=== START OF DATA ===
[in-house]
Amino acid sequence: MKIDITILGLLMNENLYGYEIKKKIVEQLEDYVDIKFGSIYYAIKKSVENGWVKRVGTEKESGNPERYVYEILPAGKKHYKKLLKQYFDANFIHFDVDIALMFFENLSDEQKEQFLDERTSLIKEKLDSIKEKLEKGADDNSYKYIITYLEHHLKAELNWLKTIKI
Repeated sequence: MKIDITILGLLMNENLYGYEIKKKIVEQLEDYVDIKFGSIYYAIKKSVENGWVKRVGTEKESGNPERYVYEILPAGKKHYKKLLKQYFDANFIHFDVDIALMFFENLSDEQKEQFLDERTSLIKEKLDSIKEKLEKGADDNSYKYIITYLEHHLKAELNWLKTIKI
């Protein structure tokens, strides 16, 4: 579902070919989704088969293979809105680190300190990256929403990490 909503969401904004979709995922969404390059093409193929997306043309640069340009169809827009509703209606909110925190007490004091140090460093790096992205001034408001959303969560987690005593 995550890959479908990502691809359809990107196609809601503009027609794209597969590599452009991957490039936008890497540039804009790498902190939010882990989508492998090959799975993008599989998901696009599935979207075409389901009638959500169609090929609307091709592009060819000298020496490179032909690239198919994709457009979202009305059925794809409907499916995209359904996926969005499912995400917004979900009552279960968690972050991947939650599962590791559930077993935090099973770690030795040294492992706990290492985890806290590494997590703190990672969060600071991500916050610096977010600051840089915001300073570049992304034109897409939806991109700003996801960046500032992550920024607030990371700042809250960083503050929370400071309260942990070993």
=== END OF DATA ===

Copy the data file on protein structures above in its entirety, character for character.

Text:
[in-house]
Amino acid sequence: MKIDITILGLLMNENLYGYEIKKKIVEQLEDYVDIKFGSIYYAIKKSVENGWVKRVGTEKESGNPERYVYEILPAGKKHYKKLLKQYFDANFIHFDVDIALMFFENLSDEQKEQFLDERTSLIKEKLDSIKEKLEKGADDNSYKYIITYLEHHLKAELNWLKTIKI
Repeated sequence: MKIDITILGLLMNENLYGYEIKKKIVEQLEDYVDIKFGSIYYAIKKSVENGWVKRVGTEKESGNPERYVYEILPAGKKHYKKLLKQYFDANFIHFDVDIALMFFENLSDEQKEQFLDERTSLIKEKLDSIKEKLEKGADDNSYKYIITYLEHHLKAELNWLKTIKI
């Protein structure tokens, strides 16, 4: 579902070919989704088969293979809105680190300190990256929403990490 909503969401904004979709995922969404390059093409193929997306043309640069340009169809827009509703209606909110925190007490004091140090460093790096992205001034408001959303969560987690005593 995550890959479908990502691809359809990107196609809601503009027609794209597969590599452009991957490039936008890497540039804009790498902190939010882990989508492998090959799975993008599989998901696009599935979207075409389901009638959500169609090929609307091709592009060819000298020496490179032909690239198919994709457009979202009305059925794809409907499916995209359904996926969005499912995400917004979900009552279960968690972050991947939650599962590791559930077993935090099973770690030795040294492992706990290492985890806290590494997590703190990672969060600071991500916050610096977010600051840089915001300073570049992304034109897409939806991109700003996801960046500032992550920024607030990371700042809250960083503050929370400071309260942990070993």